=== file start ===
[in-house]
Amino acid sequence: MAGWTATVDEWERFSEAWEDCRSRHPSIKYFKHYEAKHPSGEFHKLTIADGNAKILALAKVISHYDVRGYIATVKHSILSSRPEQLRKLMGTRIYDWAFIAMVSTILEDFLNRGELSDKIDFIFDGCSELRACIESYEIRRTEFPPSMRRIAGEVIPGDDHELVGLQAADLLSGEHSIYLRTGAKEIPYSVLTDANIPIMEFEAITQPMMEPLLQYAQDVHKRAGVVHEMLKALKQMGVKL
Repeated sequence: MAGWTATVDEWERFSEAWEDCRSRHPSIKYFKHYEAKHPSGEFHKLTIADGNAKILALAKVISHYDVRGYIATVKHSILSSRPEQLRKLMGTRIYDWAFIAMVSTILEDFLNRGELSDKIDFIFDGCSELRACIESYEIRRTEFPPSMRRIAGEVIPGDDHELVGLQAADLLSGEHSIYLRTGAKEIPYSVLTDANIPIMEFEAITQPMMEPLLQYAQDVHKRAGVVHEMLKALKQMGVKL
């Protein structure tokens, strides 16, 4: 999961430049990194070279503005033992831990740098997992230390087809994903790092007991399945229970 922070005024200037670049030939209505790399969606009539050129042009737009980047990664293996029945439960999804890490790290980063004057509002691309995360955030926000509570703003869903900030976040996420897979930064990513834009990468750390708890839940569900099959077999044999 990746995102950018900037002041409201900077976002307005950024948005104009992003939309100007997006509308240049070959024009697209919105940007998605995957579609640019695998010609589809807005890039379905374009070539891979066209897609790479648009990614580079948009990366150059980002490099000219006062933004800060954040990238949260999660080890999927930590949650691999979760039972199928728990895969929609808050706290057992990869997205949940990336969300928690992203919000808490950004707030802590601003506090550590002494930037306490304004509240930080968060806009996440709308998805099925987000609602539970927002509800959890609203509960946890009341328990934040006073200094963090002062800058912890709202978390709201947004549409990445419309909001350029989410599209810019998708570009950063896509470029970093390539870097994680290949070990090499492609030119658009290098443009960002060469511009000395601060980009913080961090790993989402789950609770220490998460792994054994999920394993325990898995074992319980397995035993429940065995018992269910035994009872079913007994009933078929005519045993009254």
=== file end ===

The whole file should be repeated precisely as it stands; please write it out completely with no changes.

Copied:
[in-house]
Amino acid sequence: MAGWTATVDEWERFSEAWEDCRSRHPSIKYFKHYEAKHPSGEFHKLTIADGNAKILALAKVISHYDVRGYIATVKHSILSSRPEQLRKLMGTRIYDWAFIAMVSTILEDFLNRGELSDKIDFIFDGCSELRACIESYEIRRTEFPPSMRRIAGEVIPGDDHELVGLQAADLLSGEHSIYLRTGAKEIPYSVLTDANIPIMEFEAITQPMMEPLLQYAQDVHKRAGVVHEMLKALKQMGVKL
Repeated sequence: MAGWTATVDEWERFSEAWEDCRSRHPSIKYFKHYEAKHPSGEFHKLTIADGNAKILALAKVISHYDVRGYIATVKHSILSSRPEQLRKLMGTRIYDWAFIAMVSTILEDFLNRGELSDKIDFIFDGCSELRACIESYEIRRTEFPPSMRRIAGEVIPGDDHELVGLQAADLLSGEHSIYLRTGAKEIPYSVLTDANIPIMEFEAITQPMMEPLLQYAQDVHKRAGVVHEMLKALKQMGVKL
């Protein structure tokens, strides 16, 4: 999961430049990194070279503005033992831990740098997992230390087809994903790092007991399945229970 922070005024200037670049030939209505790399969606009539050129042009737009980047990664293996029945439960999804890490790290980063004057509002691309995360955030926000509570703003869903900030976040996420897979930064990513834009990468750390708890839940569900099959077999044999 990746995102950018900037002041409201900077976002307005950024948005104009992003939309100007997006509308240049070959024009697209919105940007998605995957579609640019695998010609589809807005890039379905374009070539891979066209897609790479648009990614580079948009990366150059980002490099000219006062933004800060954040990238949260999660080890999927930590949650691999979760039972199928728990895969929609808050706290057992990869997205949940990336969300928690992203919000808490950004707030802590601003506090550590002494930037306490304004509240930080968060806009996440709308998805099925987000609602539970927002509800959890609203509960946890009341328990934040006073200094963090002062800058912890709202978390709201947004549409990445419309909001350029989410599209810019998708570009950063896509470029970093390539870097994680290949070990090499492609030119658009290098443009960002060469511009000395601060980009913080961090790993989402789950609770220490998460792994054994999920394993325990898995074992319980397995035993429940065995018992269910035994009872079913007994009933078929005519045993009254």